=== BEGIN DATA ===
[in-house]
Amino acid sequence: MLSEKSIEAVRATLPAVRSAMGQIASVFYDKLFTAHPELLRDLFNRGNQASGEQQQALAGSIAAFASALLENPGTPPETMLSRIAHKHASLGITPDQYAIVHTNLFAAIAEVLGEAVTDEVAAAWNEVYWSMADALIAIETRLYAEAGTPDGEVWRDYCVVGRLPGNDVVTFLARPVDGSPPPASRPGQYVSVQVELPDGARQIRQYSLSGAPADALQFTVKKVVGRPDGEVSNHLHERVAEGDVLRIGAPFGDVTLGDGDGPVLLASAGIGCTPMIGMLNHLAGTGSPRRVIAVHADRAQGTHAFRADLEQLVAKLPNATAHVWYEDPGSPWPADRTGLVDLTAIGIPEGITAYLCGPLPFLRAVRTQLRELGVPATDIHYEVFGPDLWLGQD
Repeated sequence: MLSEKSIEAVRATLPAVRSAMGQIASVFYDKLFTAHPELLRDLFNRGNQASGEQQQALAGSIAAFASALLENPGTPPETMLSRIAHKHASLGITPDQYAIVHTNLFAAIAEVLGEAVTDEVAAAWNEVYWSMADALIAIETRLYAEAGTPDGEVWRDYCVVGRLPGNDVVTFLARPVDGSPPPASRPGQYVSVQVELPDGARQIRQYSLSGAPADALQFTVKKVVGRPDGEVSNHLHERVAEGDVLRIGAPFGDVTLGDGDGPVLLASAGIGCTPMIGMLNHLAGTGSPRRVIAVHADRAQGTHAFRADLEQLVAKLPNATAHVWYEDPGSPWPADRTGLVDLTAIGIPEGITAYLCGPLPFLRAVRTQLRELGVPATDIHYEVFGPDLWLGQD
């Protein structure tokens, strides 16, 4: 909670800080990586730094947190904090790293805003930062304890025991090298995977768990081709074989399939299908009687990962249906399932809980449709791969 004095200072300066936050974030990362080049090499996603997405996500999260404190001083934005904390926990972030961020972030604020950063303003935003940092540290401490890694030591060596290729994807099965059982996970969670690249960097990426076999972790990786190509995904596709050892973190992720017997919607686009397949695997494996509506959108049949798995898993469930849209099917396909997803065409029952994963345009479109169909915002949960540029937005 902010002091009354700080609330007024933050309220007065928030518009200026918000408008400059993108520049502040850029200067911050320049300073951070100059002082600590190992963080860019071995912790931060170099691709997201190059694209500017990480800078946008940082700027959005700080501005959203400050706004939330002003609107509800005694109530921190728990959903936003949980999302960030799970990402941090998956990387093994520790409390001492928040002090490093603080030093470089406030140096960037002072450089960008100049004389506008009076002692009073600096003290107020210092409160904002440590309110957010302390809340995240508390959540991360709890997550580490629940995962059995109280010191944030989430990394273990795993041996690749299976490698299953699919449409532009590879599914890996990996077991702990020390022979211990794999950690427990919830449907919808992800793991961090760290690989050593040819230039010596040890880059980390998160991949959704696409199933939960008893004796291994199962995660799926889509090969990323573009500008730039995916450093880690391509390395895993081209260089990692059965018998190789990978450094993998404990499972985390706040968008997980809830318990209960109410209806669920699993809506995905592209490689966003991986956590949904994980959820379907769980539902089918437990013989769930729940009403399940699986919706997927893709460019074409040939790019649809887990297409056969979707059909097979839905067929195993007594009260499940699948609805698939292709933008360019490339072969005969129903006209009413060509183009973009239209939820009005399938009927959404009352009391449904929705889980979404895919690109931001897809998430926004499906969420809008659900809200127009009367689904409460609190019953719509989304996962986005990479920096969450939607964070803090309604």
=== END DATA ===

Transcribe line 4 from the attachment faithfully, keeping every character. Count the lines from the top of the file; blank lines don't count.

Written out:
């Protein structure tokens, strides 16, 4: 909670800080990586730094947190904090790293805003930062304890025991090298995977768990081709074989399939299908009687990962249906399932809980449709791969 004095200072300066936050974030990362080049090499996603997405996500999260404190001083934005904390926990972030961020972030604020950063303003935003940092540290401490890694030591060596290729994807099965059982996970969670690249960097990426076999972790990786190509995904596709050892973190992720017997919607686009397949695997494996509506959108049949798995898993469930849209099917396909997803065409029952994963345009479109169909915002949960540029937005 902010002091009354700080609330007024933050309220007065928030518009200026918000408008400059993108520049502040850029200067911050320049300073951070100059002082600590190992963080860019071995912790931060170099691709997201190059694209500017990480800078946008940082700027959005700080501005959203400050706004939330002003609107509800005694109530921190728990959903936003949980999302960030799970990402941090998956990387093994520790409390001492928040002090490093603080030093470089406030140096960037002072450089960008100049004389506008009076002692009073600096003290107020210092409160904002440590309110957010302390809340995240508390959540991360709890997550580490629940995962059995109280010191944030989430990394273990795993041996690749299976490698299953699919449409532009590879599914890996990996077991702990020390022979211990794999950690427990919830449907919808992800793991961090760290690989050593040819230039010596040890880059980390998160991949959704696409199933939960008893004796291994199962995660799926889509090969990323573009500008730039995916450093880690391509390395895993081209260089990692059965018998190789990978450094993998404990499972985390706040968008997980809830318990209960109410209806669920699993809506995905592209490689966003991986956590949904994980959820379907769980539902089918437990013989769930729940009403399940699986919706997927893709460019074409040939790019649809887990297409056969979707059909097979839905067929195993007594009260499940699948609805698939292709933008360019490339072969005969129903006209009413060509183009973009239209939820009005399938009927959404009352009391449904929705889980979404895919690109931001897809998430926004499906969420809008659900809200127009009367689904409460609190019953719509989304996962986005990479920096969450939607964070803090309604």